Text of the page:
After my doctor told me that my bones were “thinning at an alarming rate” on June 1, 2015, I went straight home and started reviewing the literature on how to increase bone density. The first thing I came across was a study by a man in Florida which proved that dried plums—formerly known as prunes—increased bone density. Another study showed red grapefruit would do it. Yet another study said that any caffeine would have a negative impact on bones. I quit drinking tea. I ate 15 prunes every day, mimicking the study. I ate grapefruit. I started drinking forty-eight ounces of green tea every day after seeing another study on its efficacious effect on the skeleton. I read more studies. I bought a couple of books on the subject that looked promising. One was by an American assistant professor of nutrition and wellness who advanced a theory that we must maintain the alkalinity of our bloodstream or our bodies would increase that level by leaching the calcium from—you guessed it—our bones. The author had done a meta-review of thousands of research studies from all over the world on exactly who gets osteoporosis and who does not. The results were surprising and convincing. The evidence presented in the book appeared unassailable. As a lawyer, hard data and evidence are important to me. In my desperate state, I grabbed onto her theory like a life jacket. Over a period of about three weeks, I changed over to a mostly vegan diet, drank no caffeine whatsoever (except for the green tea), and walked like a drum majorette on speed. Although I had always been a gym rat and had done extensive cardio exercise, I had avoided high-impact running for years—since pre-menopause—due to its effect on my back and feet. For cardio exercise, I rode an elliptical machine instead. That was a great loss for me, since the strength and freedom I had felt while running had always made my heart sing. I recall sharing with my university classmates how I had been out running in the rain. When they all looked at me cross-eyed and asked why, I burst out with, “Because that’s what life and living is all about!!” That was how much freedom and joy it gave me.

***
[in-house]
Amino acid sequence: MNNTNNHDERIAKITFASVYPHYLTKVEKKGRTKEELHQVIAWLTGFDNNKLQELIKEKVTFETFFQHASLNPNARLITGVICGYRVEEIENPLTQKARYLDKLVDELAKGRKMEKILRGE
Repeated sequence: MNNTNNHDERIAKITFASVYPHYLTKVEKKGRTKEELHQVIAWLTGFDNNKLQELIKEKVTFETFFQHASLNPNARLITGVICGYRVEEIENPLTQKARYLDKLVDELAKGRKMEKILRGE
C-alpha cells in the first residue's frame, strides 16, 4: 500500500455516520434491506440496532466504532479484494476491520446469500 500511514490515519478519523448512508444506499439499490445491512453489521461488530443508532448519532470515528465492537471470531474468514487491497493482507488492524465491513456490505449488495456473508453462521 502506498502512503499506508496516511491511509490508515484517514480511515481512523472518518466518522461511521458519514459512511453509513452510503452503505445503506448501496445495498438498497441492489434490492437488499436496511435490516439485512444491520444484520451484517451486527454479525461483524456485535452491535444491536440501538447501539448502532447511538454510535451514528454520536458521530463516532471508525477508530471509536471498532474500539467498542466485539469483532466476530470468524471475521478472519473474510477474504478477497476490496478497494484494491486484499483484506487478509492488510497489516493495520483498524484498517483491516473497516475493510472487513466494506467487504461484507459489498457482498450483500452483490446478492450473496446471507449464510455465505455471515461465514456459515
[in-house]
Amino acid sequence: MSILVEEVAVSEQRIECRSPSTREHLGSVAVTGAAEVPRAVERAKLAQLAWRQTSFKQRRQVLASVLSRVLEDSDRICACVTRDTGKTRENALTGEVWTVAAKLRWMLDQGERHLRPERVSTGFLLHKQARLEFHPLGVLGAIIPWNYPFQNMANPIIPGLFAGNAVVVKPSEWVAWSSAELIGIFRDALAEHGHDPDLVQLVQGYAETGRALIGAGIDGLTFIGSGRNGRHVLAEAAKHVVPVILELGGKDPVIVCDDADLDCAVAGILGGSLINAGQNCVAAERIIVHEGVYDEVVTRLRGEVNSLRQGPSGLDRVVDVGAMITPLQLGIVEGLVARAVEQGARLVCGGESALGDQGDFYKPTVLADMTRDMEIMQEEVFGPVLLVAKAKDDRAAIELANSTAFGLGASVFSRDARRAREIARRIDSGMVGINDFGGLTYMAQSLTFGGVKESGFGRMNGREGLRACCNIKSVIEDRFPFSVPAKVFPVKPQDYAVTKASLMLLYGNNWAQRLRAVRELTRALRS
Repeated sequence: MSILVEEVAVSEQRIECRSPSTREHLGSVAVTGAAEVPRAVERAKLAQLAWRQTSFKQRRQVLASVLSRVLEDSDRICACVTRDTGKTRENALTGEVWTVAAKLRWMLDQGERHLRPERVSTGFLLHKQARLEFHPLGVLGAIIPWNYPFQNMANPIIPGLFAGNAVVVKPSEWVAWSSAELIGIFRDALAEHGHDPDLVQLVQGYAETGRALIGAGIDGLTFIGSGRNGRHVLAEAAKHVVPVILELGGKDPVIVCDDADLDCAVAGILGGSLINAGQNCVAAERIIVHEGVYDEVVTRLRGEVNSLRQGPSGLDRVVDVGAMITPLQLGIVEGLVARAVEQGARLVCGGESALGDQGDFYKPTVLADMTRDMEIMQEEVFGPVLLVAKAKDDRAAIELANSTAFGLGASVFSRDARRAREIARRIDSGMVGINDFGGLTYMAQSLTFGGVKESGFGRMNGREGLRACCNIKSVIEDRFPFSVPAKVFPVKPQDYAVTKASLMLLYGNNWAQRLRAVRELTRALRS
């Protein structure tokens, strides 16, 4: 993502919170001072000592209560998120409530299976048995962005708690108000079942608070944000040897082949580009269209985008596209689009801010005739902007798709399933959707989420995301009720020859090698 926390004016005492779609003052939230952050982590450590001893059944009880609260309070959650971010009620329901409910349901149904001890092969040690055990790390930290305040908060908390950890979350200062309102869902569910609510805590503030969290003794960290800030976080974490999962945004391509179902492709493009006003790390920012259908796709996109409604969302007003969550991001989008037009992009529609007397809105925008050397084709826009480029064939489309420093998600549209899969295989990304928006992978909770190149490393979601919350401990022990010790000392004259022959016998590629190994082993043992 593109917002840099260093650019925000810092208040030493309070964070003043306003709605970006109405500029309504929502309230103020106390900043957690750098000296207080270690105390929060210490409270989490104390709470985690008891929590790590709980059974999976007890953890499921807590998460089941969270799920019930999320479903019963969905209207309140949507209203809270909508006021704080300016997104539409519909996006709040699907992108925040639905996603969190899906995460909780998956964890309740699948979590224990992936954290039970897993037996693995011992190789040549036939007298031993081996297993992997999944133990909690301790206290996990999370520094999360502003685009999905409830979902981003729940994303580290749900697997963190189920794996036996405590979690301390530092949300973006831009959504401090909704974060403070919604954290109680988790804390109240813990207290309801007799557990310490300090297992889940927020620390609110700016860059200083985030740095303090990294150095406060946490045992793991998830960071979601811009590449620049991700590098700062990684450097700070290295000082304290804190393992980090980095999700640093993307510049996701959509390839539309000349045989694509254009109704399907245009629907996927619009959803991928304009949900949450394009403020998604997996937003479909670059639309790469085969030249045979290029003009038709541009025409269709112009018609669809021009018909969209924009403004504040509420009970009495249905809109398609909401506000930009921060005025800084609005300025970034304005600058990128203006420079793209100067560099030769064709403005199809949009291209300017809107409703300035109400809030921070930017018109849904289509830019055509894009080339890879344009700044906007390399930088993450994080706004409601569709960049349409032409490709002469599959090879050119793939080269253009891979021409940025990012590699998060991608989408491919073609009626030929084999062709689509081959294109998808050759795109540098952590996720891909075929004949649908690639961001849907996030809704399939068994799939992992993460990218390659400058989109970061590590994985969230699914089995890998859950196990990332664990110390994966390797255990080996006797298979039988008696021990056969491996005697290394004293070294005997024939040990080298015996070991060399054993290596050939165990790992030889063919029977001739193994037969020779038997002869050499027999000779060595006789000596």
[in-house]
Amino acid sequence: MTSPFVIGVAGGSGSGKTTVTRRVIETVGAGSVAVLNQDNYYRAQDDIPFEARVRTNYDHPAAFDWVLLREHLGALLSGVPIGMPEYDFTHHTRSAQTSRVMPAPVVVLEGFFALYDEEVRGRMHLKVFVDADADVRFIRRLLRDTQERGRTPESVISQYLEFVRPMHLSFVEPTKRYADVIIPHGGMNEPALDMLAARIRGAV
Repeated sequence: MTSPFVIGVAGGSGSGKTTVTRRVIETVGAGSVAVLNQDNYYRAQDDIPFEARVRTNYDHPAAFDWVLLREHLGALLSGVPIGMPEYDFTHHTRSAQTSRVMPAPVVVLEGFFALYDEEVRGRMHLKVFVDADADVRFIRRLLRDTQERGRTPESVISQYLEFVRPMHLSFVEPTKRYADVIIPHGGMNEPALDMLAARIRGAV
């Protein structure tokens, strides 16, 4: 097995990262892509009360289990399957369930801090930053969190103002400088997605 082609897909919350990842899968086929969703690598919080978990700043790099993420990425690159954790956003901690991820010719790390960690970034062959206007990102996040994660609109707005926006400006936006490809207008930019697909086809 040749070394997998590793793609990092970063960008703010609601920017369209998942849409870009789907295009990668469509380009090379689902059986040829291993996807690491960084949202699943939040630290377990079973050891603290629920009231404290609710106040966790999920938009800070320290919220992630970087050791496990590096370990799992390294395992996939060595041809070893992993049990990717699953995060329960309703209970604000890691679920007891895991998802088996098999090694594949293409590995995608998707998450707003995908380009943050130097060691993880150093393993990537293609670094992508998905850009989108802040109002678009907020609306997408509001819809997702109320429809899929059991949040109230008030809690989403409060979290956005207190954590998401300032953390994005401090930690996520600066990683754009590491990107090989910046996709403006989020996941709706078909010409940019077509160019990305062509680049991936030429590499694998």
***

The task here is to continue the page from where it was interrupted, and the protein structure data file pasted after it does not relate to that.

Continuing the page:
One thing that became obvious to me after June 1, 2015, was that elliptical training was not preventing my bone loss because it lacks the necessary impact on the heel and up the spine. Unfortunately, even after my doctors discovered I had osteopenia and osteoporosis at the age of 50, they did not share this news with me. Perhaps they did not know. But I learned it from my own experience, and started walking instead. And walk I did. Like a mad woman. Walking, walking, walking. Fast. And far. Every day for an hour. Which is hard to do when your life is already overtaxed by a demanding career and a long commute. Meanwhile, I continued to eat prunes and grapefruit, drink green tea, and eat a low-acid diet. And pray.

For the next year, I continued to read and take all of the interventions I could. I also found an excellent new general physician in May 2016. After I had a DEXA scan done at the end of that month, I discovered that all of my hard work had paid off: I had stabilized the bone density in my hips and had increased the bone density in my left femoral neck by an astounding 11.3%.

But that work is never done. Bone-building continues, as does bone breakdown and bone resorption. It’s up to us to work at keeping our bones strong. If you’re interested in avoiding medication like I was and am, read my book:

https://www.amazon.com/NO-BONES-ABOUT…/dp/1735540528 If you do, you’ll see that everyone is different; everyone has different risk factors. For those reasons, we may all need different lifestyle hacks. That’s why I advocate for building an Individual Bone-Building Plan (“IBP”). If you are interested in help formulating such a plan, book a session on my coaching page.